Study: Carp removal goes a long way toward restoring degraded lake

By on March 6, 2015

Rob Hille, public domain.

The common carp is in the midst of an angling renaissance, especially among a segment of the fly-fishing crowd that says these ugly yet spooky and selective fish dump line and test drag as well as any more glamourous species. But that surge in popularity is preceded by carp’s reputation as an invasive species that can muddy the water and otherwise degrade habitat for more highly desired species.

Plenty of studies have looked at the effects of carp on lakes, and removing carp is a common lake restoration strategy. But a recently published study from the University of Minnesota says that “some aspects of carp in lake ecology remain unclear.” That’s especially true for the effects carp have on nutrients across whole lakes, as opposed to the small sections or labs most carp studies have been limited to.

To bring clarity to the issue, researchers working on the study measured a slew of environmental and water quality variables in a Minnesota lake before and after netting and removing around 80 percent of the carp that lived there.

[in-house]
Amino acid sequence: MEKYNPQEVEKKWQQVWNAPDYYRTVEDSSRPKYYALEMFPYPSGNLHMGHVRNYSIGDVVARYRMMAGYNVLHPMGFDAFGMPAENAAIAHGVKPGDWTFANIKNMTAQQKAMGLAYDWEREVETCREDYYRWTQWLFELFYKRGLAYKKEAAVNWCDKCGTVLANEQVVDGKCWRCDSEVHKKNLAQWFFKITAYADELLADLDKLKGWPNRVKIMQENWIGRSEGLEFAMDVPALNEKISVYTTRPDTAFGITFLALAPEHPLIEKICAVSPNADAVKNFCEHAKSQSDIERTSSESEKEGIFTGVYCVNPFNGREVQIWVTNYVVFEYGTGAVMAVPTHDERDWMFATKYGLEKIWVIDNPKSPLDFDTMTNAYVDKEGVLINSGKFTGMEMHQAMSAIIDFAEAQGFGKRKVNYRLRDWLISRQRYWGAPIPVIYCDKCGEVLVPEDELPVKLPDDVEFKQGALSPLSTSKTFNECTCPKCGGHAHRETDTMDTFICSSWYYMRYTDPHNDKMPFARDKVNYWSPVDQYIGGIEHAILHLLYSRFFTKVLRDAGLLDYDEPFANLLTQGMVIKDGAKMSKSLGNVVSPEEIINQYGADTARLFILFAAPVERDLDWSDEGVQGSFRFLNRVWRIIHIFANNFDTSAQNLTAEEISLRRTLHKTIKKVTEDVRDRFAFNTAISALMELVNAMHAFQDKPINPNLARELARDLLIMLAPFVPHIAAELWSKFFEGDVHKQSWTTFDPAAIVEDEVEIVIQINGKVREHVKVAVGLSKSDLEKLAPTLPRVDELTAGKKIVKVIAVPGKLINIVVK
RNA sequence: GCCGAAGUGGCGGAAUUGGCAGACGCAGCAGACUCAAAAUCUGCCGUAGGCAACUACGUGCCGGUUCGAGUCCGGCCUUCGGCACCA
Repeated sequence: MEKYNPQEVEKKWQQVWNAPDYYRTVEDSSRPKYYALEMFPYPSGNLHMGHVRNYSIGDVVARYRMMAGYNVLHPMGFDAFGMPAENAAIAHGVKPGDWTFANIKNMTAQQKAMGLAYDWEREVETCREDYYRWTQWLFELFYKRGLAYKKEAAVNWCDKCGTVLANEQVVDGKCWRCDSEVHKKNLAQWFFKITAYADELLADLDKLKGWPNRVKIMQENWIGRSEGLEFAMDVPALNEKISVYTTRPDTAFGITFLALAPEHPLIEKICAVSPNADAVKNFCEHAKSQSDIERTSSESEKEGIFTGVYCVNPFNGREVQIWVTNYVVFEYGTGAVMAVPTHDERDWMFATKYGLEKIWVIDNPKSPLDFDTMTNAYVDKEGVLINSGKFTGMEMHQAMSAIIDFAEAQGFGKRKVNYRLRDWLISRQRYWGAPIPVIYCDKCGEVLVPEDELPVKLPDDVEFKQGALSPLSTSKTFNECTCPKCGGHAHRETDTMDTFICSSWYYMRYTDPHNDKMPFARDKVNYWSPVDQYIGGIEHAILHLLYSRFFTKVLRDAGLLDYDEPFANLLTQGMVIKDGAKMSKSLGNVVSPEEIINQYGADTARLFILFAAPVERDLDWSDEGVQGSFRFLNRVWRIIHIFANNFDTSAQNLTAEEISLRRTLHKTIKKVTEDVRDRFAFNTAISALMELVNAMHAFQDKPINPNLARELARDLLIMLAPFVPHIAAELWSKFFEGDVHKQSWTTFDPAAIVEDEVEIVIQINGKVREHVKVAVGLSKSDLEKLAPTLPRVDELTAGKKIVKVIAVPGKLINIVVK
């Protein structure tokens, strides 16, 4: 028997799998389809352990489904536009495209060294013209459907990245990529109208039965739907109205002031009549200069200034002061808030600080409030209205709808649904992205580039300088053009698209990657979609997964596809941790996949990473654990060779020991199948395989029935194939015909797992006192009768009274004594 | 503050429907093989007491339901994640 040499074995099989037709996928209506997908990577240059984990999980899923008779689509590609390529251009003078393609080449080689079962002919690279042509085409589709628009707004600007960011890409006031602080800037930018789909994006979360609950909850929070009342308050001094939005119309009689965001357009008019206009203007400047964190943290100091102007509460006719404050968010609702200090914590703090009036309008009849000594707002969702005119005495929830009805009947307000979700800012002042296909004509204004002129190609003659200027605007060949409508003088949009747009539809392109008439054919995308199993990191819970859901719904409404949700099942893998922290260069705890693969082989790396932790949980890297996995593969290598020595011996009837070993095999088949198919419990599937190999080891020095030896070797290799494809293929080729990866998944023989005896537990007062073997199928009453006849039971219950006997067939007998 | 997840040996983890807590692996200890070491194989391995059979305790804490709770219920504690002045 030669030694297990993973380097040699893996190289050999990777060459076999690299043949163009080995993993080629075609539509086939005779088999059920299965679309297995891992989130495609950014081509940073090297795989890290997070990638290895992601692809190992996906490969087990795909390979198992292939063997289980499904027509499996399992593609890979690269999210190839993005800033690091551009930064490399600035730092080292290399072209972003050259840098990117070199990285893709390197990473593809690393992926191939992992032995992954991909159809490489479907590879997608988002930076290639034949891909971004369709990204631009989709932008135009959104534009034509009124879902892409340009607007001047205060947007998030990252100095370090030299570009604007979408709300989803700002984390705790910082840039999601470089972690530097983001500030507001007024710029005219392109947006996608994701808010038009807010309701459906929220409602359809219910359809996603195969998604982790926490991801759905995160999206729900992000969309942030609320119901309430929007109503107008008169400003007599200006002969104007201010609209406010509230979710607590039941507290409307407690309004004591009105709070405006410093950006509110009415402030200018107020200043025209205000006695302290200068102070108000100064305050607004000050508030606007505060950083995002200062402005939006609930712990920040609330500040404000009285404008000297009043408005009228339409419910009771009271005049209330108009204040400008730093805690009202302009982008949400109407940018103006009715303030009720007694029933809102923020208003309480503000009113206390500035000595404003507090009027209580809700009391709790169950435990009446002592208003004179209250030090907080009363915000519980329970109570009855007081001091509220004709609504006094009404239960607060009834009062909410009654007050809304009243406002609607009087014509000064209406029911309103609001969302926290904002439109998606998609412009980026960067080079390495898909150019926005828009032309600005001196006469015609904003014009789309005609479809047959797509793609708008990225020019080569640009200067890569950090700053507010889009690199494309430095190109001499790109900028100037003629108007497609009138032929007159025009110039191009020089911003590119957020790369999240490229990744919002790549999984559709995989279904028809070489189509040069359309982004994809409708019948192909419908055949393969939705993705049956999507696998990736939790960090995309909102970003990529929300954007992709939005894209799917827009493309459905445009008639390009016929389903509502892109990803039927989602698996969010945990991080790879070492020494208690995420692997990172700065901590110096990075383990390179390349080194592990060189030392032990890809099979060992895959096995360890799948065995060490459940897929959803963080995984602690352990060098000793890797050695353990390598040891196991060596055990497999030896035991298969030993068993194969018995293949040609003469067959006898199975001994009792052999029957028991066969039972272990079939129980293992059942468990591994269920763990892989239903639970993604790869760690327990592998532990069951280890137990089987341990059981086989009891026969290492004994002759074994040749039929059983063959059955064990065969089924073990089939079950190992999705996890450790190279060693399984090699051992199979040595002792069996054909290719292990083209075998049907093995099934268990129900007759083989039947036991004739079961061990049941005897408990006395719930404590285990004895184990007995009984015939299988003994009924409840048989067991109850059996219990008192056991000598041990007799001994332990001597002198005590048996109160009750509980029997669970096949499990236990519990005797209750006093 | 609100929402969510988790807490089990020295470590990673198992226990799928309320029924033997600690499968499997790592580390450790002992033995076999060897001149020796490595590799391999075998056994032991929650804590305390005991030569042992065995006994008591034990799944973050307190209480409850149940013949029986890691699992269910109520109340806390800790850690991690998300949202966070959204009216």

There have been other “whole-lake” studies of the effects of carp, but the findings have been uneven. Some have showed improvements in algae bloom-fueling nutrient levels after the carp were gone, and some did not. Past studies have also focused on shallow lakes that don’t turn over, but carp also live in deeper lakes that develop thermal layers in summer and mix in autumn. Lake Susan, the site of the study, is only around 16 feet at its deepest, but still mixes.

After the carp were removed, aquatic vegetation cover in Lake Susan increased from 5 percent of the lake to 45 percent, and the number of plant species grew from four to 10. The water also grew clearer in the spring, but not in the summer. In the spring seasons following carp removal, the water was clear enough to see the bottom of the lake, “an unprecedented event in over 40 years of measurements from this lake,” authors Przemyslaw Bajer and Peter Sorensen, both with the University of Minnesota, wrote in the study.

The researchers also measured phosphorous levels, which was of particular interest because nutrient cycling is more complicated in lakes that stratify and turn over. “One might … expect elevated phosphorus concentrations and more severe algal blooms in stratified lakes with large carp populations as compared to lakes that lack carp,” the authors wrote. But that turned out not be be the case, as carp removal had “no apparent effect” on the nutrient’s concentrations.

Still, the study supports that carp removal is an important tool when it comes to restoring water clarity and restore aquatic plants in stratified lakes, Bajer and Sorensen conclude.


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